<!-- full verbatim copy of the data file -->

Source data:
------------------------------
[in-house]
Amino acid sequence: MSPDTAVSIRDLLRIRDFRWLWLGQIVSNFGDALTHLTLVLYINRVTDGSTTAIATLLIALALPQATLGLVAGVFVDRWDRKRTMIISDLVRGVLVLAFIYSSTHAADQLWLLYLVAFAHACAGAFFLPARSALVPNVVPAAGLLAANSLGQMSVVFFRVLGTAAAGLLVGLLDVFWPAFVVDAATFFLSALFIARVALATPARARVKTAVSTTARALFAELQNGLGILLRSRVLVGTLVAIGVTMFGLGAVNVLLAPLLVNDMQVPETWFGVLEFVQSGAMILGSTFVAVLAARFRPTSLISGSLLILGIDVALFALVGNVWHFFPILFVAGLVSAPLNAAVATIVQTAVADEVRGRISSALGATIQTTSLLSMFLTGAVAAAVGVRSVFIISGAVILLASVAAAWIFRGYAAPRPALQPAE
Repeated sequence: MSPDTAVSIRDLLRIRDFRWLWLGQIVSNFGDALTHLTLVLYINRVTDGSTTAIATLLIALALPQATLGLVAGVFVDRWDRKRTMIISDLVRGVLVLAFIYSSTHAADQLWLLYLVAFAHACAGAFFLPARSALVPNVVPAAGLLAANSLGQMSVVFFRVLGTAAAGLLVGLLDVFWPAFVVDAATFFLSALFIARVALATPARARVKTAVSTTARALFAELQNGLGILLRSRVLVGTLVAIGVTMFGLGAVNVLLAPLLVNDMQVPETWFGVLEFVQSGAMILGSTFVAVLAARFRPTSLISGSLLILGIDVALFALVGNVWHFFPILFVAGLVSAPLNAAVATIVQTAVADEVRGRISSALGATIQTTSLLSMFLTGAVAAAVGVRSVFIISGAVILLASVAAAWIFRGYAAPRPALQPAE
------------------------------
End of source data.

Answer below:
[in-house]
Amino acid sequence: MSPDTAVSIRDLLRIRDFRWLWLGQIVSNFGDALTHLTLVLYINRVTDGSTTAIATLLIALALPQATLGLVAGVFVDRWDRKRTMIISDLVRGVLVLAFIYSSTHAADQLWLLYLVAFAHACAGAFFLPARSALVPNVVPAAGLLAANSLGQMSVVFFRVLGTAAAGLLVGLLDVFWPAFVVDAATFFLSALFIARVALATPARARVKTAVSTTARALFAELQNGLGILLRSRVLVGTLVAIGVTMFGLGAVNVLLAPLLVNDMQVPETWFGVLEFVQSGAMILGSTFVAVLAARFRPTSLISGSLLILGIDVALFALVGNVWHFFPILFVAGLVSAPLNAAVATIVQTAVADEVRGRISSALGATIQTTSLLSMFLTGAVAAAVGVRSVFIISGAVILLASVAAAWIFRGYAAPRPALQPAE
Repeated sequence: MSPDTAVSIRDLLRIRDFRWLWLGQIVSNFGDALTHLTLVLYINRVTDGSTTAIATLLIALALPQATLGLVAGVFVDRWDRKRTMIISDLVRGVLVLAFIYSSTHAADQLWLLYLVAFAHACAGAFFLPARSALVPNVVPAAGLLAANSLGQMSVVFFRVLGTAAAGLLVGLLDVFWPAFVVDAATFFLSALFIARVALATPARARVKTAVSTTARALFAELQNGLGILLRSRVLVGTLVAIGVTMFGLGAVNVLLAPLLVNDMQVPETWFGVLEFVQSGAMILGSTFVAVLAARFRPTSLISGSLLILGIDVALFALVGNVWHFFPILFVAGLVSAPLNAAVATIVQTAVADEVRGRISSALGATIQTTSLLSMFLTGAVAAAVGVRSVFIISGAVILLASVAAAWIFRGYAAPRPALQPAE